Wednesday, May 22, 2013

shania twain canadian country pop singer

Shania Twain, OC pronounced /ʃəˈnaɪ.ə ˈtweɪn/; born Eilleen Regina Edwards; August 28, 1965is a Canadian country pop singer-songwriter. She rose to fame in the mid 1990s with her album The Woman in Me (1995), and achieved worldwide success with her 1997 album Come On Over, which became the best-selling album of all time by a female musician in any genre, and the best-selling country album of all time. It has sold over 39 million copies worldwide and is the 9th best-selling album in the U.S.
A five-time Grammy Award winner, Twain has also achieved major success as a songwriter, winning 27 BMI Songwriter awards. Twain is one of the first country artists to achieve major crossover success in pop music. She is the only female musician to have three albums certified Diamond by the Recording Industry Association of America and is also the second best-selling artist in Canada, behind fellow Canadian Céline Dion, with three of her studio albums being certified double diamond by the Canadian Recording Industry Association. Twain has sold over 75 million albums worldwide, including 48 million in the U.S. She is ranked as the 10th best-selling artist of the Nielsen SoundScan era, with approximately 33.5 million in sales through April 2008.She was also ranked the 72nd Artist of the 2000–10 decade by Billboard.
Contents
* 1 Early years
* 2 Music career
o 2.1 Career as Eilleen Twain
o 2.2 1993–1994: Shania Twain
o 2.3 1995–1996: The Woman in Me/popularity established
* 3 Worldwide success
o 3.1 1997–2001: Come On Over
o 3.2 2002–2004: Up!
o 3.3 2004–2005: Greatest Hits
* 4 2006 onwards
* 5 Endorsements and other ventures
* 6 Personal life
* 7 Awards and honours
* 8 Discography
* 9 See also
* 10 References
* 11 Bibliography
* 12 External links
Early years
Shania Twain was born Eilleen Regina Edwards in Windsor, Ontario, daughter of Clarence and Sharon Edwards. Her parents divorced when she was two, and her mother then moved with Eilleen and her sisters Jill and Carrie Ann to Timmins, Ontario, where she married Jerry Twain, an Ojibwa. Soon after they were married they had two more children with the names Mark and Darryl. Jerry adopted the girls, legally changing their last name to Twain. Because of her connection to her stepfather, in the past, people had presumed Twain's ancestry was Ojibwa, but she stated in an interview that her biological father was part Cree. Through her mother she is a descendant of Zacharie Cloutier. Her maternal grandmother, Eileen Pearce, emigrated from Newbridge, Kildare, Ireland.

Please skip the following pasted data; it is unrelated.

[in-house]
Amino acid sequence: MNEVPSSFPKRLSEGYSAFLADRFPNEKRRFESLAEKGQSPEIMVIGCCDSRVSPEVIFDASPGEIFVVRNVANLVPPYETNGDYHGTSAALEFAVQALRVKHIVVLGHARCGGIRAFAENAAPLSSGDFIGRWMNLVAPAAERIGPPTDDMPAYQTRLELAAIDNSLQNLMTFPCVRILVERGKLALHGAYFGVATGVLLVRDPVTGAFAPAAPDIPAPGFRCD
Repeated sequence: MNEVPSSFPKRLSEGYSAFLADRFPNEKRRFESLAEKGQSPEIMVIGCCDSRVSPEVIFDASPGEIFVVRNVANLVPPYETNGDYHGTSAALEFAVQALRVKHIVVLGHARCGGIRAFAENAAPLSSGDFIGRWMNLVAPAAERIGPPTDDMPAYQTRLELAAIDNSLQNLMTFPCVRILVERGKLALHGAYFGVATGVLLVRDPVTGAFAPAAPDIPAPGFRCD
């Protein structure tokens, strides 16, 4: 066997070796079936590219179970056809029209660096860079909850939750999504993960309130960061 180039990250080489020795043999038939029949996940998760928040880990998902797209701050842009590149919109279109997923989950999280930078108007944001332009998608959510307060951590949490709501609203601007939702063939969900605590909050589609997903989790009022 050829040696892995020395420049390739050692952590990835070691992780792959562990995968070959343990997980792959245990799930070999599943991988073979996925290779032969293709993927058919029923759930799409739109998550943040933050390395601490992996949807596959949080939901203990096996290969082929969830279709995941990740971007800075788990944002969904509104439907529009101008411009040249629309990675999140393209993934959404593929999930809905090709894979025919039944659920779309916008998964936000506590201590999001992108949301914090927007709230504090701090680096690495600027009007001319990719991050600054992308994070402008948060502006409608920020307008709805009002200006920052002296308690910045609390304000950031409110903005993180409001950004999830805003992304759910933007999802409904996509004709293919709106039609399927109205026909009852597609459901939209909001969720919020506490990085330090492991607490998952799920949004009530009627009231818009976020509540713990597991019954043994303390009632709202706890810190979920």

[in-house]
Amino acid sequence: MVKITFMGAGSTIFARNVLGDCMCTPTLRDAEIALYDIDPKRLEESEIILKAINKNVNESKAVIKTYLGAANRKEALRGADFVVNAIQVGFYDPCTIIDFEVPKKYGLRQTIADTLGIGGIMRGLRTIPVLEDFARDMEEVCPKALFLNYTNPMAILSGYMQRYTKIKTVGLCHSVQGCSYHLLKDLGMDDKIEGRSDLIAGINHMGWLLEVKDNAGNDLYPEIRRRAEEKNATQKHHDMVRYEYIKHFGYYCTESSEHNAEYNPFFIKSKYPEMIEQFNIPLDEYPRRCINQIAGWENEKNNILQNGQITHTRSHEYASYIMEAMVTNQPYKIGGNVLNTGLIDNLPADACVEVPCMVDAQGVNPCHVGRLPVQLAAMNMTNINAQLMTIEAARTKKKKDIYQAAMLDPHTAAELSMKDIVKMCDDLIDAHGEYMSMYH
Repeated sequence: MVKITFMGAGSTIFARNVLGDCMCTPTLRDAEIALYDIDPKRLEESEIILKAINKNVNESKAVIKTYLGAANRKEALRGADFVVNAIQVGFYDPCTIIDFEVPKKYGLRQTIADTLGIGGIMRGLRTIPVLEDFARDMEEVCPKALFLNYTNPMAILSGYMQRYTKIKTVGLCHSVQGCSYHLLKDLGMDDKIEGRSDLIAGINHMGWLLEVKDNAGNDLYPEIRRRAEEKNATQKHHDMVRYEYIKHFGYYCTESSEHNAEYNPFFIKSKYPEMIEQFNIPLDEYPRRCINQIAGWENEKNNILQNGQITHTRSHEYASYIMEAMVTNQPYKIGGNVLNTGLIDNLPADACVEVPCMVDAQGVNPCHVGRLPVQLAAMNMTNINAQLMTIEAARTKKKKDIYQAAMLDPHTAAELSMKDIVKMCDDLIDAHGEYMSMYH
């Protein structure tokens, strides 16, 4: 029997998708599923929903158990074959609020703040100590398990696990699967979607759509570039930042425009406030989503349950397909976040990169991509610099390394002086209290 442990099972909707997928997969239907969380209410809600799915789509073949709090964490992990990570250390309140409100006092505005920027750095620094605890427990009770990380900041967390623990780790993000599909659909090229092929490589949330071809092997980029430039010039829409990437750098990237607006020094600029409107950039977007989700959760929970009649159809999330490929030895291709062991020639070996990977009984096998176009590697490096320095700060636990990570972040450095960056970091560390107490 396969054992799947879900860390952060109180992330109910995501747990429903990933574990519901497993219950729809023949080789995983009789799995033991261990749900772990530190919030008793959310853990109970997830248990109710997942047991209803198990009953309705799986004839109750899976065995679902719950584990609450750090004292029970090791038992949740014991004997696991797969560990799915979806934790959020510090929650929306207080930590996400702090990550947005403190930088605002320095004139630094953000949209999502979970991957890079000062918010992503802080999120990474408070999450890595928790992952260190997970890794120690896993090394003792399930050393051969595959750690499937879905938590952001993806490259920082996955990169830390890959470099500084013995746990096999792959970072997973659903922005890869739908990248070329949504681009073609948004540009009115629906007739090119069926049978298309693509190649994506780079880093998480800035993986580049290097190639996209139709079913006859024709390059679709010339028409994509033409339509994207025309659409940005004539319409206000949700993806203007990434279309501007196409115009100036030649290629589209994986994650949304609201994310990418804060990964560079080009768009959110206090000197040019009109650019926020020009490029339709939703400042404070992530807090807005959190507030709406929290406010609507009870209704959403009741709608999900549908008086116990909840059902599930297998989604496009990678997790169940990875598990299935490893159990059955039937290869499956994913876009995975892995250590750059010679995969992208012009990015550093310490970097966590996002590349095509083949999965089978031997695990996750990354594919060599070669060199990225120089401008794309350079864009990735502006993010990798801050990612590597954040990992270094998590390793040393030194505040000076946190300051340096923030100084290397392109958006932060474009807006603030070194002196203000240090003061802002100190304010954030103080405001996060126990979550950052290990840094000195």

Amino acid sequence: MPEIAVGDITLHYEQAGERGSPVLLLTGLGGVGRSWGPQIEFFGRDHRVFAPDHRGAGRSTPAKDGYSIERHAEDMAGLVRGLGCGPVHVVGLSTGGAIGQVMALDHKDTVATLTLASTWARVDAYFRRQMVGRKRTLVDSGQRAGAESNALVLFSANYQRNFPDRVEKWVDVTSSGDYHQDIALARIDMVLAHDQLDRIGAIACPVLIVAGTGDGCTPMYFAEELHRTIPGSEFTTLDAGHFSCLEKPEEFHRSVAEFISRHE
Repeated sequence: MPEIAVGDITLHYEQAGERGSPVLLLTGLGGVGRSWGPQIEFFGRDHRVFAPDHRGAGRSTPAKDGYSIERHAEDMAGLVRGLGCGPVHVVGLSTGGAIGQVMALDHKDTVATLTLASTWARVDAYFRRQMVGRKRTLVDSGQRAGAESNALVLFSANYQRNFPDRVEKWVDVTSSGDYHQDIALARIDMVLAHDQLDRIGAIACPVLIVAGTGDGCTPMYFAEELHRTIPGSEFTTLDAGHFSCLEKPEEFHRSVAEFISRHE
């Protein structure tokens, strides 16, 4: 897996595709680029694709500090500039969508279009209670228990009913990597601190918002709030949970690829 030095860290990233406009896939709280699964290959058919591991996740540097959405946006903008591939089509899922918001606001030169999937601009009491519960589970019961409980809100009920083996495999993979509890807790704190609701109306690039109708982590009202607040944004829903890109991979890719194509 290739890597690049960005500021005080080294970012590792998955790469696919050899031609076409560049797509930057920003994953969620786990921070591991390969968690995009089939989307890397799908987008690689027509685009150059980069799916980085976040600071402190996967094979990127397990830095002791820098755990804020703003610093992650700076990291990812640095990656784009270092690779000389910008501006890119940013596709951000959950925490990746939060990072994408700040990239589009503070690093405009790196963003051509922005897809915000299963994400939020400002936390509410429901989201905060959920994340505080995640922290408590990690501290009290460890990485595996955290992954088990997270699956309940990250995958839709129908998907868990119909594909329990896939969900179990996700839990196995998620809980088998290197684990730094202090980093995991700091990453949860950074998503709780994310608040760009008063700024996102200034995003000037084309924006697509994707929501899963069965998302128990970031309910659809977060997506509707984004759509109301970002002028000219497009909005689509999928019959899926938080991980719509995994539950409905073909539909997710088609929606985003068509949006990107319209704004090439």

One of five children, Eilleen Twain had a hard childhood in Timmins. Her parents earned little, and there was often a shortage of food in the household. At one point, while Jerry was at work, her mother drove the rest of the family 425 miles (684 km) south to a Toronto homeless shelter for assistance. She did not confide her situation to school authorities, fearing they might break up the family. In the remote, rugged community, she learned to hunt and to chop wood. Aside from working at an Ontario McDonald's restaurant,Twain began to earn money by singing in local clubs and bars from a very young age to support her family. She was singing in bars starting at the age of eight to try to make ends meet, often earning twenty dollars between midnight and one in the morning performing for remaining customers after the bar had finished serving. Although she has expressed a dislike for singing in such a smoky atmosphere at such a young age, Shania believes that this was her performing arts school on the road to becoming a successful singer. Twain has said of the ordeal, "My deepest passion was music and it helped. There were moments when I thought 'I hate this'. I hated going into bars and being with drunks. But I loved the music and so I survived".
Twain wrote her first songs at the age of ten, Is Love a Rose and Just Like the Storybooks which were fairy tales in rhyme. As a child, Twain has been described by a close childhood friend Kenny Derasp as "a very serious kid who spent a lot of time in her room." The art of creating, of actually writing songs, "was very different from performing them and became progressively important".
In the early 1980s, Twain spent some time working on her father's reforestation business in northern Ontario, a business that the family was heavily involved in and employed some 75 Ojibwe and Cree workers. Although the work was very demanding and the pay very low, Twain has spoken of her experience, "I loved the feeling of being stranded. I'm not afraid of being in my own environment, being physical, working hard. I was very strong, I walked miles and miles every day and carried heavy loads of trees. You can't shampoo, use soap or deodorant, or makeup, nothing with any scent; you have to bathe and rinse your clothes in the lake. It was a very rugged existence, but I was very creative and I would sit alone in the forest with my dog and a guitar and would just write songs".

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